One of my favorite movies of all time is What about Bob? I laughed until I cried as Bill Murray's character, Bob Wiley, followed his egotistical psychiatrist, Dr. Leo Marvin (played by Richard Dreyfuss), on vacation. In one infamous scene, Wiley is begging for attention and help from Dr. Marvin with the words, "Gimmie, gimmie, I need, I need, I need..."

While the scene (as you can see from this YouTube video below) is hilarious, it is also sadly pathetic. Unfortunately, many prayers today sound somewhat similar. We approach God as our emergency Santa Claus and give him our prayer list of gifts that we want from him. Even in our most Bible-focused churches and groups, prayer is often much more about what we want and think we need than about surrendering our will to God to be used to bring his kingdom alive on earth.

When Jesus gave us The Lord's Prayer (Matthew 6:9-13) as an example of how to pray, he called us to simplicity and spiritual balance in our prayer lives:

  • We pray to God as both the almighty and incomparable God who is also our always near Abba Father.
  • We pray for God's will to come alive on earth through us as he brings his kingdom to us and through us.
  • We pray, asking for only our most basic needs — daily food and spiritual forgiveness — not for things we can store up for ourselves.
  • Even as we pray seeking forgiveness, we are also pledging to forgive others.
  • We then pray for spiritual protection and deliverance from the evil one that afflicts the world with decay, destruction, and death.

Behind his example prayer, Jesus recognized our deepest needs — food and forgiveness. We do need God's help to navigate life. As we pray, we are also offering ourselves to the work of his kingdom. We are pledging to mend our fractured and fragmented world. We are committing ourselves to the work of God in bringing the kingdom of heaven alive in our world.

Jesus taught us to seek the kingdom above all other things, and God will give us the things we need (Matthew 6:33). Like the Israelites depended on God in the wilderness to sustain them each day with manna from heaven (Exodus 16:4-5), we depend on God for what we need. However, nothing in The Prayer has to do with acquiring riches or achieving gain for ourselves. Instead, we choose to rely on God to supply us with our most basic needs. Our focus is to live in our world for his glory and the dawning of his kingdom on earth.

When Jesus instructed us to ask only for the bread that we need for today, he is reminding us of our place in the world. We are not permanent. We can't store up enough to make life last longer or death feel better. Greed is not only selfish, but it is also self-destructive. A tight fist and a closed heart often go together. A lack of generosity and thankfulness show up in lives that are greedy and unforgiving. We are here to be conduits of the LORD's blessings, not miserly hoarders of accumulated wealth and possessions.

Many years ago as a boy, I had something I wanted for Christmas — an electronic football game — the image below is a much nicer version than we had back in the day. By today's standards, it would be a lame gift, but that Christmas, it was the only gift I wanted. As the gifts accumulated under the tree, my anticipation morphed into anxiety. Nothing seemed to be the right size for the gift I wanted. "Maybe," I thought to myself, "there is one wrapped gift that just might be the electric football game I want for Christmas!"

I waited until well after everyone was asleep. Then, I snuck into the den and quietly moved the packages under the tree. I found the box I wanted, then carefully cut the tape and unfolded the wrapping paper. I opened the paper just enough to peek in to read the writing on the box inside.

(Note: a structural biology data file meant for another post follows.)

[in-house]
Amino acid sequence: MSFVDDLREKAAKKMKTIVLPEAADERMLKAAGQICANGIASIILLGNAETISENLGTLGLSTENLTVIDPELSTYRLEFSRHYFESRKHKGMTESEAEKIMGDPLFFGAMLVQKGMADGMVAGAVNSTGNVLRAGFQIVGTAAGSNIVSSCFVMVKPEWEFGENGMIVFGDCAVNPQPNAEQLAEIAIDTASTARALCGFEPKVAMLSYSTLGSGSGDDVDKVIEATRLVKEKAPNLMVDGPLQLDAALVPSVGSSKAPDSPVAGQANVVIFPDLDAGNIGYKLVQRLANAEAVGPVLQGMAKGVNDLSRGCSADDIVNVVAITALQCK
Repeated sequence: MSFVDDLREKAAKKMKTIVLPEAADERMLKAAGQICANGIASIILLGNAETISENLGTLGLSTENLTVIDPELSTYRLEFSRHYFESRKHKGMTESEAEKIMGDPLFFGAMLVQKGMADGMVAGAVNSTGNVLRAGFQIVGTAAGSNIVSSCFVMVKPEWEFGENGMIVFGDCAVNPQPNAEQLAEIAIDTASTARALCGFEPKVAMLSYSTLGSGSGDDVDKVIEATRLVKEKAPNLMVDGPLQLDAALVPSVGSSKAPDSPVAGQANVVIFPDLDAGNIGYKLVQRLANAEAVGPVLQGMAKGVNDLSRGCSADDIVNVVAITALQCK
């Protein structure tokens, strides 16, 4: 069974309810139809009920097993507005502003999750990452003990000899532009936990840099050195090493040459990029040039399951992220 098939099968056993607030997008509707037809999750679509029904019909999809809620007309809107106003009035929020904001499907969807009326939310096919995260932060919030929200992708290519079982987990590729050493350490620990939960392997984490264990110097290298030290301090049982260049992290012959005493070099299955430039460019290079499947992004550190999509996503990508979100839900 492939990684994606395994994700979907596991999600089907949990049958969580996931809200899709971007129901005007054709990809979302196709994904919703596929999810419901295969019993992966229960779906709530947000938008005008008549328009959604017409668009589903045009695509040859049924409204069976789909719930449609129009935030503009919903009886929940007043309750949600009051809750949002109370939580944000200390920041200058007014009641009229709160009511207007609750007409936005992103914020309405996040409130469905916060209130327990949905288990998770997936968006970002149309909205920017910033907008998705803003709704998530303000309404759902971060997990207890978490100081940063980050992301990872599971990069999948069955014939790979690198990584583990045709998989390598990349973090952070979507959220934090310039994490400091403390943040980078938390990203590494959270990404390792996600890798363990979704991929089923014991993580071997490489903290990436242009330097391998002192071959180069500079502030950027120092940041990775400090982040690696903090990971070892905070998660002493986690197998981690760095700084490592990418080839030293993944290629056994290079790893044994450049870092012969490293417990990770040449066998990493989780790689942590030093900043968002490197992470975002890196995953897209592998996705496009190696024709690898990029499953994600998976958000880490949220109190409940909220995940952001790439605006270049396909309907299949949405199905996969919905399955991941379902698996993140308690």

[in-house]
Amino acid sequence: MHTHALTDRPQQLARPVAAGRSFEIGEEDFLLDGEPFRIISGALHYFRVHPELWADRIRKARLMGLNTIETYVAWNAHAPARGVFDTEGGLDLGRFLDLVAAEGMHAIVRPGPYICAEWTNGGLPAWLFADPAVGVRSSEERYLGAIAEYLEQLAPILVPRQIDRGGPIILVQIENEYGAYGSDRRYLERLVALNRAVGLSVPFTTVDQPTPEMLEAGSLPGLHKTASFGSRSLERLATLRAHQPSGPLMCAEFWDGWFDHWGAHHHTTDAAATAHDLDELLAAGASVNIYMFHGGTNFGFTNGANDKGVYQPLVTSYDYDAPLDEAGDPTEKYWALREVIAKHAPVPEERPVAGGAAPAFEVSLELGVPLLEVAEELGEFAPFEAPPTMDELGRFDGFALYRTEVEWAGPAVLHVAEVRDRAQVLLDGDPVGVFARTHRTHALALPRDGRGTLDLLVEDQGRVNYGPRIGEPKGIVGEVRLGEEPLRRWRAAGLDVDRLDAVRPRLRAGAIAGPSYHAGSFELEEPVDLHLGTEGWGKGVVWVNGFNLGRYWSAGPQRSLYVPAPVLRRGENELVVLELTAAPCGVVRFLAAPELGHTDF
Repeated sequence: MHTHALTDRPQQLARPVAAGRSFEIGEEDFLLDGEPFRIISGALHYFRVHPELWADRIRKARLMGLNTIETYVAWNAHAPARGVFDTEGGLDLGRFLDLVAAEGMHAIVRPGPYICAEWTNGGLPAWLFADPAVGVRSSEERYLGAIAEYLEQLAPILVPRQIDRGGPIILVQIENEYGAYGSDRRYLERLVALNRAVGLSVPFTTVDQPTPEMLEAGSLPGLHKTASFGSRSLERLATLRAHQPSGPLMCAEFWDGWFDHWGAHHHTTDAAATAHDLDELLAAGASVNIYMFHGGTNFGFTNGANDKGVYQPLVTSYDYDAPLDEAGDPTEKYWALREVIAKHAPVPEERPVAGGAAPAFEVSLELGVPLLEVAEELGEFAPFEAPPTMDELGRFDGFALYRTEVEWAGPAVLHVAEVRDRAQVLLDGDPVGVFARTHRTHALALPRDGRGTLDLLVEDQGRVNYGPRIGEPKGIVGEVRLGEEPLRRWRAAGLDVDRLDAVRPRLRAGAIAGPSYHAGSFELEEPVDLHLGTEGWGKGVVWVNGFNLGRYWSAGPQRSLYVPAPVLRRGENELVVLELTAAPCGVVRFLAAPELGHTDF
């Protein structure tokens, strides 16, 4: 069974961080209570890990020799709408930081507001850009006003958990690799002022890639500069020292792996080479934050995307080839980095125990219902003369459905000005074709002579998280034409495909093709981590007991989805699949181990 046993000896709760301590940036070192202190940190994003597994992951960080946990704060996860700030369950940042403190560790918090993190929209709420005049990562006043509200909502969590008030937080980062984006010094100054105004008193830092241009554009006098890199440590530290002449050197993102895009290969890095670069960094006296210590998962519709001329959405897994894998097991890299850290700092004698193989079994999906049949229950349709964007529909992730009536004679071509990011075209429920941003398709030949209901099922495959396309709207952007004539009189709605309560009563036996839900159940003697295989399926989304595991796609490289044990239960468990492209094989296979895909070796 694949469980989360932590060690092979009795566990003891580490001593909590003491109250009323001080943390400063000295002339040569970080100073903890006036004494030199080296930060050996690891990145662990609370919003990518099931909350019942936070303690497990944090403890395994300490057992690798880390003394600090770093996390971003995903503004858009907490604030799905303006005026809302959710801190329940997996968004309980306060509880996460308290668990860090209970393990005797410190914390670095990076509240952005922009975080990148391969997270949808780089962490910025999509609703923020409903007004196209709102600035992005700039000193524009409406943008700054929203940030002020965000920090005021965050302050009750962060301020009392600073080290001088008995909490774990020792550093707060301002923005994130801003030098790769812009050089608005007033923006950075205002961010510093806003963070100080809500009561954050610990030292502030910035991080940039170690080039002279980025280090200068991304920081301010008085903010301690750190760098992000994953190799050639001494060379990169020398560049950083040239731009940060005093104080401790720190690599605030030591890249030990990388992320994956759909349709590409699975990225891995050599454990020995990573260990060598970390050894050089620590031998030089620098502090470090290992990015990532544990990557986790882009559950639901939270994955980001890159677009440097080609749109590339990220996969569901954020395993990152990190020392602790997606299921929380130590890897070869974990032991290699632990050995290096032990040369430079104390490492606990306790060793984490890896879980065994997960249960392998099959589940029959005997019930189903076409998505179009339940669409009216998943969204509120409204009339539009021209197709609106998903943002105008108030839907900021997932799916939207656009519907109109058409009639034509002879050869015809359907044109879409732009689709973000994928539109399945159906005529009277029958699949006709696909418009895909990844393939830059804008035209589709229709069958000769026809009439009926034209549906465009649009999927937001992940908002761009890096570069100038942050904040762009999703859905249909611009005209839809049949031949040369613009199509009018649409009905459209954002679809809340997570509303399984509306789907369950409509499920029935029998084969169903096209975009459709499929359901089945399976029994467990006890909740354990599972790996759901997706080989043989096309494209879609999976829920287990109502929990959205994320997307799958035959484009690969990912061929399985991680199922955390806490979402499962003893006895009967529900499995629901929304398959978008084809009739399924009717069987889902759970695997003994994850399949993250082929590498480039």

Argh! It wasn't what I wanted. Disappointment swept over me. Then, guilt crept in as I carefully covered the tape I had cut with new pieces so no one would know what I had done. I carefully re-arranged the boxes back to the way I had found them. Then, I just sat there, by our Christmas tree, surrounded by presents — many of which were for me. I was disappointed, ashamed, and felt guilty.

Merry Christmas, y'all.


Christmas was miserable. I couldn't enjoy the wonderful gifts I received because I was both guilty and disappointed. I had to lie and pretend the baseball game was a surprise and that I was delighted to get it. I was envious as my younger brother opened the electronic football game. I was miserable with my many gifts and my many blessings because I didn't get the one thing I thought I needed. I couldn't see my many blessings because of my selfishness and greed.

Over the years, I have worked with poor children in Africa, Asia, and South America, on mission trips, through Compassion International, and now with Rwanda Children and Shining Star School. I have often thought of that selfish boy under the tree. These children of poverty are thrilled to get rice and beans to share with their families. They are so proud of their school uniforms in their gift packages. One little boy in Rwanda even said a prayer of thanks for a toothbrush and toothpaste. For sure, we are glad to get them a simple toy, but they are as delighted to share the other things with their family as they are to receive a simple toy of their own.

When I pray, "Give us this day our daily bread...," I am humbled, convicted, and reminded. I should be content with what God has promised: food and clothing (1 Timothy 6:8; cf. Luke 12:23). Anything above those simple things is an extravagance. An insatiable desire for more has squeezed the joy out of life's blessings for many of us. Our prayers often treat God as if he is the free Amazon delivery service for our every whim and want. We've become like that little boy under the tree surrounded by gifts who is disappointed because he didn't get the one thing he wanted.

Jesus made clear that the desire for things easily chokes the good news of life out of our hearts (Matthew 13:22). Selfishness causes much of the jealousy and infighting among our fellow believers. Notice how Jesus' half brother James put it:

What causes fights and quarrels among you? Don't they come from your desires that battle within you? You desire but do not have, so you kill. You covet but you cannot get what you want, so you quarrel and fight. You do not have because you do not ask God. When you ask, you do not receive, because you ask with wrong motives, that you may spend what you get on your pleasures. (James 4:1-3).